Drug Court Stays Connected Despite Social Distancing
By Csaba Sukosd | April 13, 2019
As staffing and services at courts throughout the state are drastically reduced to limit exposure during the coronavirus pandemic (COVID-19), many nonessential programs have been postponed. Fortunately, courts are using creative measures to help some of the criminal justice system's most vulnerable people: drug court participants.
In Franklin County, municipal court Judge Jodi Thomas and her staff have kept tabs on the more than 100 people participating in HART, which stands for helping achieve recovery together. Topics of conversation vary between participants, but currently they include accomplishments, such as acknowledging milestones in sobriety.
Prior to ceasing in-person sessions because of COVID-19, those in the program would meet weekly.
"People who are in these specialized dockets, they rely a lot on the courts to give them that support, and one of the things that we focus so much so at HART is that support system outside of the courthouse," said Judge Thomas.
That communal foundation of the drug court started through more traditional methods, such as phone conversations and email. Those communication methods have expanded to social media, the center of which is a closed Facebook group page. In it, a peer recovery supporter provides links to services that have become more challenging to obtain due to organizations shuttering against the virus. On top of posts about essential needs, such as treatment, housing, and employment, there are also suggestions on how to boost mental and physical health amid isolation.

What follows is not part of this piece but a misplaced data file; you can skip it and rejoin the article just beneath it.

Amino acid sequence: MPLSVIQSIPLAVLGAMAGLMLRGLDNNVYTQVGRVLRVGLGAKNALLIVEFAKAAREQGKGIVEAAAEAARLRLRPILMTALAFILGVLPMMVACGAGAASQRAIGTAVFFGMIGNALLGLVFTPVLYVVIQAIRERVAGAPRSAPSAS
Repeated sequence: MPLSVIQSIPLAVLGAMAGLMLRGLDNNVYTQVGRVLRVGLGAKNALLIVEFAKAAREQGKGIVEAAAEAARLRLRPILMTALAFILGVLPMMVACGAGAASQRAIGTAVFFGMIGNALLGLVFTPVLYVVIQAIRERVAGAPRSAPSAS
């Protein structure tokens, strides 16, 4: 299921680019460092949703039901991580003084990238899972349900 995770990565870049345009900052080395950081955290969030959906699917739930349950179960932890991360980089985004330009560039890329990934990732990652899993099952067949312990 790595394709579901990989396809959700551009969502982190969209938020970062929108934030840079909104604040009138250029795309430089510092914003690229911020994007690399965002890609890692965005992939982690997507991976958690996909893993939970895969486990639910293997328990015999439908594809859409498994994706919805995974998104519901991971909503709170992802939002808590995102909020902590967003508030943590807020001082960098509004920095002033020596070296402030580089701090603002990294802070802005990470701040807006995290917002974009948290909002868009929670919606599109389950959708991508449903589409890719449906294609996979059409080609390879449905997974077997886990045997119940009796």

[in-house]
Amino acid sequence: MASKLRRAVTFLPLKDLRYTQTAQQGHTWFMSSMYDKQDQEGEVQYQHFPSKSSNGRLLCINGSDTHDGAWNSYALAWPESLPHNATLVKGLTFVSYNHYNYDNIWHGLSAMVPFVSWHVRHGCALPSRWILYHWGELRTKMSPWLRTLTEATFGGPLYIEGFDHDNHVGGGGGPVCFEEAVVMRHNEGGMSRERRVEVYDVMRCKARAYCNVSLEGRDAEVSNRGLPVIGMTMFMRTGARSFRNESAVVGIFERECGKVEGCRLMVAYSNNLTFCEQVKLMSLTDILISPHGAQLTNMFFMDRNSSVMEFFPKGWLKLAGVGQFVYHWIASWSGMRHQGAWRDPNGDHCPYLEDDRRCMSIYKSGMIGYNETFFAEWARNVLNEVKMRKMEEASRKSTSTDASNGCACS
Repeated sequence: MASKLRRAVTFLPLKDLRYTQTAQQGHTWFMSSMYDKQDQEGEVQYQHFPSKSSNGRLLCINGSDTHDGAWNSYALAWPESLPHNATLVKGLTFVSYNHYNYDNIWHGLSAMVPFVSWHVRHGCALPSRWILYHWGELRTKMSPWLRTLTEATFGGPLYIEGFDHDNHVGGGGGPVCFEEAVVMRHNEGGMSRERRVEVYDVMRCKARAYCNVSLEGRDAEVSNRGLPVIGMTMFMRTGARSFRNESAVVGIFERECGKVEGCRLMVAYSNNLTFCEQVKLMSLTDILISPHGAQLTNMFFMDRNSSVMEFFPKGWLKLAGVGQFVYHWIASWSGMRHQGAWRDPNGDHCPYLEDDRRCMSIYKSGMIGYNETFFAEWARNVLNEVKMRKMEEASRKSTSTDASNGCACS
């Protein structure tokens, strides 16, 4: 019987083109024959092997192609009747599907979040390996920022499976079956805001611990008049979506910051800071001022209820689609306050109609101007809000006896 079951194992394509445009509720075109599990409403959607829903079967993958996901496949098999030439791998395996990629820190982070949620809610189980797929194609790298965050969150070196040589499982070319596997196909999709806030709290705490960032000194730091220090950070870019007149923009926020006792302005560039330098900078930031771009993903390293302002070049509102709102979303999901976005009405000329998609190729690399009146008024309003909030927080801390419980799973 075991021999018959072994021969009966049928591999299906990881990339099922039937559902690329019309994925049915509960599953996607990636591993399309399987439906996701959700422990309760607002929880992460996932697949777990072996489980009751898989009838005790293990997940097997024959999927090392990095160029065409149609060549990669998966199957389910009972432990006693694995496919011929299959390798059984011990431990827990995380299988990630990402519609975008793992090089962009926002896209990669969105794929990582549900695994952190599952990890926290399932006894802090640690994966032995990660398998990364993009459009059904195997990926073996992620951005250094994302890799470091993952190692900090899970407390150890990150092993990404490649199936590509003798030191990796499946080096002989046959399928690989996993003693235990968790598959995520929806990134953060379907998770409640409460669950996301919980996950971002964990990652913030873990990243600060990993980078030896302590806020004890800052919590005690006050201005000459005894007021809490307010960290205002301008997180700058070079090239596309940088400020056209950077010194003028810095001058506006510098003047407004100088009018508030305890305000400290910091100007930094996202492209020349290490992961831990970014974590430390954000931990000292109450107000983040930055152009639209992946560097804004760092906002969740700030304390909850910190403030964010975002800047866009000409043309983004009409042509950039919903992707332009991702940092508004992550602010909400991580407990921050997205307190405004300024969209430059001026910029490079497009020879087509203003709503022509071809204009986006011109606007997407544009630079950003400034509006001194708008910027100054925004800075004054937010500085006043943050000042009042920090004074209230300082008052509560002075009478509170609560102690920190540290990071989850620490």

With much of the world conducting meetings through teleconference, the HART team is tinkering with technology to resume its hearings via mass video chats.
"Since we have over 100 participants, that takes a little bit of organizing, because we want to make sure that when they do participate in the [videoconference] meeting, that they feel that they can be heard and engaged," said Judge Thomas.
As challenging as it's been for everyone involved over the past few weeks, the drug court team has used the opportunity for ingenuity. New methods implemented now could lead to more efficient and successful practices in the future. That line of thinking is also an approach that's pivotal for the people dealing with substance use issues.
"We're hoping that the things that we're doing now, that we're providing them tools, and support, that way when bad things happen, they can handle them, and stay in recovery, be [sober], and do all of the amazing things we know that they have the potential to do," said Judge Thomas.